Laboratory experiment - extraction of DNA from strawberries

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DNA, short for deoxyribonucleic acid, is present in all living organisms’ cells. It contains a set of instructions that direct the activities of the organism’s development and function. (Buddies, 2013) It is located within a nucleus; a membrane-bound organelle. (University of Queensland, 2011) Surrounding the nucleus, there is the cell wall, mitochondria, vacuoles, endoplasmic reticulum, Golgi apparatus, lysosomes and etc. DNA is composed of three parts: nitrogenous bases (adenine, thymine, guanine and cytosine), sugars and phosphates which form a double helix with the linkage of hydrogen bonds. (University of Queensland, 2011)

In this lab experiment, fresh strawberries were used because strawberry cells could yield more DNA than any other fruit for the reason that they are octoploids. (Buddies, 2013) This means that each strawberry cell has eight copies its genome; hence they are able to provide a greater amount of extracted DNA for students to see. (Buddies, 2013) Strawberries also contain tiny enzymes, pectinases and cellulases, which are able to help to break down cell walls and make the DNA extraction process easier and more efficient. (Sweeney, 2012) This activity will demonstrate how DNA can be separated from all the other parts of the cell using common household materials. The purpose of this experiment is to learn how to extract strawberry DNA by only using everyday household products and for students to see a large sample of visible DNA because it is predicted that strawberry DNA will be successfully extracted and will become visible to the naked eye.

Materials and Methods:

Three strawberries were put into the microwave and heated for about 12 seconds. Next, green stems were removed, and the strawberries were crushed and mashed into strawberry juice by a blender instead of using hands for a better result. Then, the strawberry juice was poured into a Ziploc bag along with 2 squirts of buffer (a mixture of Dawn dish soap, salt and tap water.) Followed after, the solution was mixed within the Ziploc bag and it was poured into a clean beaker through a big chunk of cheese cloth that was folded twice for best filtration results. Afterwards, chilled 99% ethanol was slowly and carefully poured into the smaller beaker, not disturbing the strawberry mixture (ethanol droplets rolled down the sides of the beaker slowly.) Observations took place after ethanol was poured, and the precipitate was collected with toothpicks. Results and observations were recorded.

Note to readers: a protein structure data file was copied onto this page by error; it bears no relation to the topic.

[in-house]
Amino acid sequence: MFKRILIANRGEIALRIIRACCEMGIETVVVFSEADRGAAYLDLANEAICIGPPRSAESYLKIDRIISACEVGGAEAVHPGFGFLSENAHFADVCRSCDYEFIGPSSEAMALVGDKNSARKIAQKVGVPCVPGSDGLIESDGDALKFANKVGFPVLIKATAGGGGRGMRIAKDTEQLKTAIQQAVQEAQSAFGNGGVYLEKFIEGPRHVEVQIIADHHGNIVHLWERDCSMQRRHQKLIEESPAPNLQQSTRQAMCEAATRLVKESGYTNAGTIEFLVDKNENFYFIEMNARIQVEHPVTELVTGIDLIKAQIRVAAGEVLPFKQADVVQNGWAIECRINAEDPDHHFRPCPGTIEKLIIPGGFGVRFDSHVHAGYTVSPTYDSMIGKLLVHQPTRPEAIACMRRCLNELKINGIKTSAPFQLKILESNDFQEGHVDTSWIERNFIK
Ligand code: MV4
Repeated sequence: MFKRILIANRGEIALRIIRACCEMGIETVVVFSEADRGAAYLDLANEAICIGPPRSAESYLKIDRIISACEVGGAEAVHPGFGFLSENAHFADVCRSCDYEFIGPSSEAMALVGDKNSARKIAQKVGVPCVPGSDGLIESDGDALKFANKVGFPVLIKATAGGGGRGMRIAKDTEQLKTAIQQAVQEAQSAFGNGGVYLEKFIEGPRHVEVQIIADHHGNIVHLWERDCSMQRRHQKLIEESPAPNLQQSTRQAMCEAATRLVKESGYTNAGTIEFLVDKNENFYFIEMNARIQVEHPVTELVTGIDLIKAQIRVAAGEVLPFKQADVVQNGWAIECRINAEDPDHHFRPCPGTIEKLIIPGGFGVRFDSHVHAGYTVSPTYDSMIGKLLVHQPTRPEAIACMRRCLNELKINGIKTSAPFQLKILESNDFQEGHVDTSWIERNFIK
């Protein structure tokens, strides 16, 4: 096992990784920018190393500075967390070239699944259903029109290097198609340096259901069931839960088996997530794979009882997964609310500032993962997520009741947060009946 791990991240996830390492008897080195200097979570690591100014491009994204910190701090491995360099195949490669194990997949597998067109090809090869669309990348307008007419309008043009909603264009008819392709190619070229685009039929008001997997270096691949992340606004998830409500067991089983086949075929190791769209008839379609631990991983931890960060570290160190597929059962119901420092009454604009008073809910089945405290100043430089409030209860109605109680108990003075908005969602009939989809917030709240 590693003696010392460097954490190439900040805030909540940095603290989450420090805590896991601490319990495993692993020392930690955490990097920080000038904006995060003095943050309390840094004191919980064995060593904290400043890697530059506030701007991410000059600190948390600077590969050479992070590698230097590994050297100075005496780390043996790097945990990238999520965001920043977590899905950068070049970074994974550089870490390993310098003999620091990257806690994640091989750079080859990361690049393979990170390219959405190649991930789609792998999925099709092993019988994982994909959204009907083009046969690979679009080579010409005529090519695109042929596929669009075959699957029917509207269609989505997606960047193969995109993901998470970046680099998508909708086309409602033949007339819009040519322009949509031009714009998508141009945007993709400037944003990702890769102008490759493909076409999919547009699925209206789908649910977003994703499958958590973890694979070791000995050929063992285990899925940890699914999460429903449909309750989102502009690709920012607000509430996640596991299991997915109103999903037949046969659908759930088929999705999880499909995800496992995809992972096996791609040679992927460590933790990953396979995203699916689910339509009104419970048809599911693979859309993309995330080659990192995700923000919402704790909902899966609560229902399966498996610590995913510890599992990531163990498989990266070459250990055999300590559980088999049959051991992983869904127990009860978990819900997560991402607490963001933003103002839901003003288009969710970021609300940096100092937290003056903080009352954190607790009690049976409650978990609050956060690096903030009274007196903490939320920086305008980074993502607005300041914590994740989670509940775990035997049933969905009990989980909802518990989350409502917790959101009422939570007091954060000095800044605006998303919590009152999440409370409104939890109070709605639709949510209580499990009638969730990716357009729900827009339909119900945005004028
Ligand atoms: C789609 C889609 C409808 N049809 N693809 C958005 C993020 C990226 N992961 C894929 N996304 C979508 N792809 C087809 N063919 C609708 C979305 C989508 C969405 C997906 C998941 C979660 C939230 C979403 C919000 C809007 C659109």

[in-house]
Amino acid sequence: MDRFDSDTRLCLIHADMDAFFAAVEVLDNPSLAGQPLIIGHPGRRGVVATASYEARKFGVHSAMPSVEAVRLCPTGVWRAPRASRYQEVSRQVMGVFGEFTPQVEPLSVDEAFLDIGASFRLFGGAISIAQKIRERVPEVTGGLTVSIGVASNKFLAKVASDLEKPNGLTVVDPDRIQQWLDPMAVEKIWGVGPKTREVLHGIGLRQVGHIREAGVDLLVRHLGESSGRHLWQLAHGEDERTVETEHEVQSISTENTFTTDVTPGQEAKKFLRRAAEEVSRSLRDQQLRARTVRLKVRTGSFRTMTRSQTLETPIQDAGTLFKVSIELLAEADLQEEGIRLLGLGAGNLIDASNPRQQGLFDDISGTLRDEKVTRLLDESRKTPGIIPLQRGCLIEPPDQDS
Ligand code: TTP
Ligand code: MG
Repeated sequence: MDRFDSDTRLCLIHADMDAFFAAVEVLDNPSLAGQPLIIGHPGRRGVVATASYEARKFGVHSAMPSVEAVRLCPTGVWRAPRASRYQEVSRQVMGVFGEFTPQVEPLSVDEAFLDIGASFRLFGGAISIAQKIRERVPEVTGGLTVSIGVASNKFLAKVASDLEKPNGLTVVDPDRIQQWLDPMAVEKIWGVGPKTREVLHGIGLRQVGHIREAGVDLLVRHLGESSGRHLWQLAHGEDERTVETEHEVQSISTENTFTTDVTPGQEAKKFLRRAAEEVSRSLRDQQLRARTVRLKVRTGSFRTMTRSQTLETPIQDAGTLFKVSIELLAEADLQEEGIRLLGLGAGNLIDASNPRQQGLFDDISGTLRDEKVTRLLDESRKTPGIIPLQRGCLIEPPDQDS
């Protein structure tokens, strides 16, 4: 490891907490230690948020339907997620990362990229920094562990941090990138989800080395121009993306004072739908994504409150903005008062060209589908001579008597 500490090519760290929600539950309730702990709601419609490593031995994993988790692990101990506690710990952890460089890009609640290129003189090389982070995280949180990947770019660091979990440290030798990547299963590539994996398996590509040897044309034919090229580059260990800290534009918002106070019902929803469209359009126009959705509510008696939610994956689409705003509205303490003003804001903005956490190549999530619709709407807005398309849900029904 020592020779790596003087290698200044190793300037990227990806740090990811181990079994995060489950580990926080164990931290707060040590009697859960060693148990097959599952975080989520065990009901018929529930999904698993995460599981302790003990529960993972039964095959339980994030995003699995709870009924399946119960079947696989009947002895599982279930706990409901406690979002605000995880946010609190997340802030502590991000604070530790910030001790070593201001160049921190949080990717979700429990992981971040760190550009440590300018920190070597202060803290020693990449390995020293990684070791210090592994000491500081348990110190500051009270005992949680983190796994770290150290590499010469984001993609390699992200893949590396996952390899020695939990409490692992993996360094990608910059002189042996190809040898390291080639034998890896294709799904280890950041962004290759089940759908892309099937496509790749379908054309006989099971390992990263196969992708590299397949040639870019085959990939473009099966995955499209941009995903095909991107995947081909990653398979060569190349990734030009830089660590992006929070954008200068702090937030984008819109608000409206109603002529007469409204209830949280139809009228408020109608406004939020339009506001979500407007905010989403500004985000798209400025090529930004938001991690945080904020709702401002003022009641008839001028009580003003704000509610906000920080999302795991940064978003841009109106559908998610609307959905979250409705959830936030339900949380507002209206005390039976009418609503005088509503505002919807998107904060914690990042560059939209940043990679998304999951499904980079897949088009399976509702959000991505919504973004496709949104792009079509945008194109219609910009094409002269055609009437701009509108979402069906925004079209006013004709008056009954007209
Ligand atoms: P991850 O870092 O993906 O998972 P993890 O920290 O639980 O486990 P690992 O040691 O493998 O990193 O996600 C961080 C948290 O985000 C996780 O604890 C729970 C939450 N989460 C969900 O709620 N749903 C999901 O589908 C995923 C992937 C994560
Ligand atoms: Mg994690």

Materials used




Red, with seeds and green stems

Smells fruity, and looked fresh

Heated by microwave for about 15seconds

Crushed by a blender,

Liquid, red, strawberry slush

Seeds and strawberry meat mixed together


Clear liquid; transparent solution

Nose-piercing smell; smells a bit salty

Mixed in with the strawberry solution

Looks like red slush; fully mixed


Clear and transparent liquid. Icy cold. Nose-piercing smell. 99% alcohol

Alcohol creates another phase with the strawberry solution. One layer of clear liquid on top of strawberry juice.

A visible line of division between the two phases. Air bubbles were present


Clear, pinkish string like DNA clumps.

Looks like noodles.

Have a smooth touch to it, and could be easily picked up with a toothpick.

After adding the chilled ethanol to the filtered strawberry mixture, two phases became visible; ethanol phase and strawberry solution phase. There was a visible dividing line between them. Within the middle section of the two phases, precipitate formed. Strings of clear and white gooey substance rapidly rose to the surface of the ethanol while the rest of the mixture remained the same.


The precipitate formed in the experiment was strawberry DNA. When they were extracted from the strawberry cells, they appeared to be sticky, algae-like, clear and pinkish substances. Webs of DNA could be seen; floating on the surface of the ethanol, and they proved this experiment to be successful. The following are the reasons why this was a successful experiment.

First of all, strawberries were mashed and crushed in the very beginning because it will help to physically separate the individual strawberry cells. (Buddies, 2013) This process is also able to help to break down cell walls, cell membranes and nuclear membrane; allowing the DNA that lies in the nucleus to escape into the solution. By blending the strawberries into tiny pieces and making strawberry juice, cell organelles like mitochondria, vacuoles and lysosomes will also be separated and mixed into the solution. (Sweeney, 2012) Next, droplets of a buffer that consisted dish detergent, warm tap water and salt were added to the strawberry solution.

Dishwashing liquid played an important role this lab activity because it causes strawberry cells to burst open, or lyse, therefore making the DNA in the nucleus to release into the strawberry juice. (Sweeney, 2012) Just like how dish detergents could dissolve fats and lipids to clean plates and bowls, the chemicals in the detergents also have the ability to dissolve the phospholipid sections of the cell walls and proteins from nuclear membranes during DNA extraction. (Buddies, 2013) This process of cell walls breaking apart is called cell lysis, and with the protective barriers being disrupted, DNA and other contents of the cell will be allowed to flow into the solution. (Sweeney, 2012) This leads to the third step in DNA extraction.